Although I’d expect the majority of my readers to know exactly what an DVD disc is, it seems that far too many people have not taken the plunge to purchase a DVD player for their computer even though you can pick up a drive for around £40 or so. DVD technology has been around in Europe now for around 4 years and although most people have used one in order to watch a movie, many may not yet be buying and using DVD data discs for their PCs.
Back when the CD ROM was first pioneered it was heralded as a breakthrough as it was able to reliably store vast amounts of data in comparison to the current standards of the times. Over time however, it soon became evident that the limited 700Mg of data that a CD could hold would be insufficient for storing large programs or video files and so a number of companies started working on the DVD standard which can hold up to 8.5Gb worth of data on one disc which is around twelve times more than a conventional CD could. From a computer perspective, you can already start to see the advantages; instead of having to have five discs for a typical encyclopaedia you could just have one disc that would still have plenty of space to spare and the average PC user would be able to back up his entire hard disk on just a couple of discs. In addition, DVD discs are identical to CDs in terms of their size and weight and so it is possible to read CD discs in a DVD drive – The only difference between the two formats is that a DVD disc stores the data much more tightly together and it can also have multiple layers on which to store the information on the disc.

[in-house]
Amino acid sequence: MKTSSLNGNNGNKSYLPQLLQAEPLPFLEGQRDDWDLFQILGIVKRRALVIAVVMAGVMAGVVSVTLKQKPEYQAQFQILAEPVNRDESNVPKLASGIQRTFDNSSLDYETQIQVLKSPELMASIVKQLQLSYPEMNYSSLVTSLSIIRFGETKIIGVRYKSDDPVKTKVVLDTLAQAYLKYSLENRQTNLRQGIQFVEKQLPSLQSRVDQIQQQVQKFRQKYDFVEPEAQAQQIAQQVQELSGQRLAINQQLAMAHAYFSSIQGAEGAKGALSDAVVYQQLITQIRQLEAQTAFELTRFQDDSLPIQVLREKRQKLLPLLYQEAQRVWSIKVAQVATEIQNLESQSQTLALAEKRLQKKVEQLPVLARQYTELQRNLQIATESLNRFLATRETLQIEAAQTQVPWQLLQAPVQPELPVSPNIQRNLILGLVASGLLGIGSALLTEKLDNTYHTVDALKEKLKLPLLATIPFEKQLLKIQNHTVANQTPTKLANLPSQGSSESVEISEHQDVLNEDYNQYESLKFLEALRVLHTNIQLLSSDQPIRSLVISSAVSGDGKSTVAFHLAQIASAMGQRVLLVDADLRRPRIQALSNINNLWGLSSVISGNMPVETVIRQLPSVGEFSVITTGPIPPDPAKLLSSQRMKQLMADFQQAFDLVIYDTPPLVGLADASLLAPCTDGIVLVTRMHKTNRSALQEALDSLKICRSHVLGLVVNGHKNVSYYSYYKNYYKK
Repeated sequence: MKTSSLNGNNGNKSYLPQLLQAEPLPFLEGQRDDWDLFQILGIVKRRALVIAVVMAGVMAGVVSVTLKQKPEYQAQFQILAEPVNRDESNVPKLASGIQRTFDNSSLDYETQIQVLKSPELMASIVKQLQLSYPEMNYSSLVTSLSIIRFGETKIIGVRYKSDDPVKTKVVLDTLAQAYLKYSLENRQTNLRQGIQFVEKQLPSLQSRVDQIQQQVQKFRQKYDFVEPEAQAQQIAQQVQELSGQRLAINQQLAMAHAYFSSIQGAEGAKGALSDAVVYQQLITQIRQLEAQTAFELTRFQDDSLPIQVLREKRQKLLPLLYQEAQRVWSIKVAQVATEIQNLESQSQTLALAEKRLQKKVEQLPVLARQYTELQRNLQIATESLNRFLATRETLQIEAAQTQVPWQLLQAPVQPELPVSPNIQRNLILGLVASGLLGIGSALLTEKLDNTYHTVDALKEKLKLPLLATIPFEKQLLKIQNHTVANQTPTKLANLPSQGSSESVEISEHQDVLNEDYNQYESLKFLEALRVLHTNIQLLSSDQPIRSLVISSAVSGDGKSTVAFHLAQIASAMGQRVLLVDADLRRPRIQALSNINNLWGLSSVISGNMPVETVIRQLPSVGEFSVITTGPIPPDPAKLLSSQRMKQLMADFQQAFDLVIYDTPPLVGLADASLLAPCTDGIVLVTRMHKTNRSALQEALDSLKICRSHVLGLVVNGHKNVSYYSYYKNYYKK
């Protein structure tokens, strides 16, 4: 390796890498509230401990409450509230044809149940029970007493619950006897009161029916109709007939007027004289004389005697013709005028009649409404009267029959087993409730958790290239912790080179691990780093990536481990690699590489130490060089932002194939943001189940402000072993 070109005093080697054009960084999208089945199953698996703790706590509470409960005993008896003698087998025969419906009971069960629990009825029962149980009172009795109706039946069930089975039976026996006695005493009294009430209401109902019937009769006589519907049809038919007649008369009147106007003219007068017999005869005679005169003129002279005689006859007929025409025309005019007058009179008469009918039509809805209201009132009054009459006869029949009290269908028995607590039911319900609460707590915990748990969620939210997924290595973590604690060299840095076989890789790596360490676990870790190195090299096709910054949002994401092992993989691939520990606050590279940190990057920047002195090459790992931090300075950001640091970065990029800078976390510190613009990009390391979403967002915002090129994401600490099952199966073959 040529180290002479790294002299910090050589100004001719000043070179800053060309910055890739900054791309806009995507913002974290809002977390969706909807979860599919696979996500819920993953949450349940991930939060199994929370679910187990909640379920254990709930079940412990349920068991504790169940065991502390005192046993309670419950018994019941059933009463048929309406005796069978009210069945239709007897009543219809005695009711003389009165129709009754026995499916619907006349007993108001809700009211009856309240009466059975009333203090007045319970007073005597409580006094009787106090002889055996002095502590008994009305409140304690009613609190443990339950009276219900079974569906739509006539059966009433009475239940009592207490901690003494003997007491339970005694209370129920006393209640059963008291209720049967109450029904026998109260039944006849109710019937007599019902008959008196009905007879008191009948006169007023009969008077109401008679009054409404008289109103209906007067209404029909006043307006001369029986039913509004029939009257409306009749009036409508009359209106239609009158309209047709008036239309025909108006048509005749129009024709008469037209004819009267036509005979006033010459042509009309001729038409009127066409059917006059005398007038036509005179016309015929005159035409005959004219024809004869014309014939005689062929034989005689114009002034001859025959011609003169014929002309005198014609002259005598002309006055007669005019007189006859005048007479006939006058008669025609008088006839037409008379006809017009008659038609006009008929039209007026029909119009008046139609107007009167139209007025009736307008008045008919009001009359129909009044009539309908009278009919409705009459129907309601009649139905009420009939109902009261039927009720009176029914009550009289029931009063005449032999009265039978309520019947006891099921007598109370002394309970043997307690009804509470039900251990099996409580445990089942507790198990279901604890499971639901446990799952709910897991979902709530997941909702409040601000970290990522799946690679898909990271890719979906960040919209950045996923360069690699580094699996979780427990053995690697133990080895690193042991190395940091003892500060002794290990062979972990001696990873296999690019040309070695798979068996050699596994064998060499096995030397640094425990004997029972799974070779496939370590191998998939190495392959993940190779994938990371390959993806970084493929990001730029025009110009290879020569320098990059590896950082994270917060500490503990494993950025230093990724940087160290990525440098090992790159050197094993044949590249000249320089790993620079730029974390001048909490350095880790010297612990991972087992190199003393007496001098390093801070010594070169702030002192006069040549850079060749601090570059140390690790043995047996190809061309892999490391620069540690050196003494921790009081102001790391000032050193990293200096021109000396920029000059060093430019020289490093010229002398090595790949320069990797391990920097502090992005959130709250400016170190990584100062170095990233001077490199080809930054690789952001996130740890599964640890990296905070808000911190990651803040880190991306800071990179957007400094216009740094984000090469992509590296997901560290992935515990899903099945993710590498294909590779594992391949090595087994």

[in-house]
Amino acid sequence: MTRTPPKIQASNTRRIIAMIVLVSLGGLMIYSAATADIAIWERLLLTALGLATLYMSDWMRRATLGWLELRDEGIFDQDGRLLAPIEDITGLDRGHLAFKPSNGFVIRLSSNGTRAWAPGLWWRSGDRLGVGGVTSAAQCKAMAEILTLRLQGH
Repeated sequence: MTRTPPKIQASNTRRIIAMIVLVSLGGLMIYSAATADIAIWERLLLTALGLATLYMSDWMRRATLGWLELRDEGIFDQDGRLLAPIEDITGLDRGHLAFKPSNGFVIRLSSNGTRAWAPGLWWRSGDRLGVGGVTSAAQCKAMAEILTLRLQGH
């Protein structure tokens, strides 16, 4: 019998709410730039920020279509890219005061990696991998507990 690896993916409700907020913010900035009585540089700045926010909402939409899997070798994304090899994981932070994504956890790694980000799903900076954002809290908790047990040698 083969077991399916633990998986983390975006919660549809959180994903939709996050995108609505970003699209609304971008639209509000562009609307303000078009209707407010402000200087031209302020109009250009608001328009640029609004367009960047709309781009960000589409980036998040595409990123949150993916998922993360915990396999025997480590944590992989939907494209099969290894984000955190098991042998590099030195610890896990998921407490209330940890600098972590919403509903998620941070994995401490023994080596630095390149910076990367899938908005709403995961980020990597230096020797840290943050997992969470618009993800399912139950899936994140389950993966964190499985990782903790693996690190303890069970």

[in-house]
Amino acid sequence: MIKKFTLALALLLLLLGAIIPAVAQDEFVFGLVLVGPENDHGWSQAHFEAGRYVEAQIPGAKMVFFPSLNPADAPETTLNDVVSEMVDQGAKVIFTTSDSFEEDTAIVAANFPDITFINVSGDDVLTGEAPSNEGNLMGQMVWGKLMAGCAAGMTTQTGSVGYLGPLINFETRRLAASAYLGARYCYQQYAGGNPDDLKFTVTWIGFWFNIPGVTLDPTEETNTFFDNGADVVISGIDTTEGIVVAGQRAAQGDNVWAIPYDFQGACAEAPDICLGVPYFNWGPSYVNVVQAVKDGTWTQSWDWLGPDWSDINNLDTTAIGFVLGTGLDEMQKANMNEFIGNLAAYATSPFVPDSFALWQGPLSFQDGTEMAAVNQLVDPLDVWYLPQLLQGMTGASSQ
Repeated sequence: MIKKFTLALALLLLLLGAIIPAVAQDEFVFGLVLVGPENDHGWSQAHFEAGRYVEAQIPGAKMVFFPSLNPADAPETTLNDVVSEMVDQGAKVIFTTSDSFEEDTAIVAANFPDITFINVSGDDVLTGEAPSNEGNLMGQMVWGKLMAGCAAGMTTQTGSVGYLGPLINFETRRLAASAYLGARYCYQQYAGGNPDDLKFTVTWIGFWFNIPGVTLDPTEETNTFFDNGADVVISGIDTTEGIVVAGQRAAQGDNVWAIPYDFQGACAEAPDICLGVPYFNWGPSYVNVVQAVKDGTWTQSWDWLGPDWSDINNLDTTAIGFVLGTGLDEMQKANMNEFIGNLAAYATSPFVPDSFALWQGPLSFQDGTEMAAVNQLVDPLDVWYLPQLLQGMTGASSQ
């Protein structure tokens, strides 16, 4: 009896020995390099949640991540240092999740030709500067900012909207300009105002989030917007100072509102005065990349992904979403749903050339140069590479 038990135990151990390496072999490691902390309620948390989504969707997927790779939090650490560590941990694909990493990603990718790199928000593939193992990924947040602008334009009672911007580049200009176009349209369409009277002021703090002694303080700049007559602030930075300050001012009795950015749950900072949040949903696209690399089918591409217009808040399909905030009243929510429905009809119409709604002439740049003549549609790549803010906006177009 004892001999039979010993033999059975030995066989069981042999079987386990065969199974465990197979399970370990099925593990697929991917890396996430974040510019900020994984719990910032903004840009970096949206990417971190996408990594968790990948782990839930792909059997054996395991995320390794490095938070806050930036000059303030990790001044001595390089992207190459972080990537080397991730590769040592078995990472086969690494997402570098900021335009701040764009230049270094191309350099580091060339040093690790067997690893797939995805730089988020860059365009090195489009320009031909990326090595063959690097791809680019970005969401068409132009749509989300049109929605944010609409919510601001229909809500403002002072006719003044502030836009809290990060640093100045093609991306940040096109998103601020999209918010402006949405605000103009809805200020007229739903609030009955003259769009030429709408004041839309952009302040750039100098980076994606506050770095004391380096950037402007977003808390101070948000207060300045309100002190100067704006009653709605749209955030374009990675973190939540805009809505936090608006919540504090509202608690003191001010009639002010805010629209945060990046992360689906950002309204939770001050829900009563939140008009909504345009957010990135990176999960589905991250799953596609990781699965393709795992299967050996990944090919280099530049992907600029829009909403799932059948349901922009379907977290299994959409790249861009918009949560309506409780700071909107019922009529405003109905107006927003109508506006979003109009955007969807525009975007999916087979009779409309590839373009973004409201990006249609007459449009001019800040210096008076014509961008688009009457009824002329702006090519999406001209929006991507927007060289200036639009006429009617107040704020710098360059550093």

Although the technology was fairly slow taking off in the UK, DVD drives in machines are now pretty much standard so chances are if you buy a new computer that it will have a DVD drive included with it. This should eventually lead to all PC magazines displaying a DVD on the cover as opposed to the CD they all currently come with and when audio CD’s start being released on DVD, you will be able to watch the music videos as well as just being able to listen to the sound track. Videos released on DVD are of better quality to their VHS equivalents and also contain extra features or the ability to be able to change the language of the sound-track and new games that are released on the format will obviously not have to worry as much about the size of their finished product so they will be able to include more features.
On the downside, standard DVD drives for the home and for your PC don’t give you the ability to be able to write to a disc and so it is no use buying a DVD player for the home believing that your VCR will become completely obsolete. To be able to write to a disc you require a DVD recorder and these usually start around the £200 mark for a PC version or around £450 for a standalone unit that will plug straight in to your TV with cheap recordable DVD disks starting around the 50p mark.
I hope this has clarified what advantages having a DVD drive would have when you purchase a new computer or upgrade your current one so you are perhaps willing to pay very slightly more to have this technology. As soon as the majority of people have a DVD drive in their computer and it becomes inefficient to still produce products in CD format then this is when we will really see the advantages on the newer format, just as we did when the industry moved away from floppy discs and towards compact discs many years ago.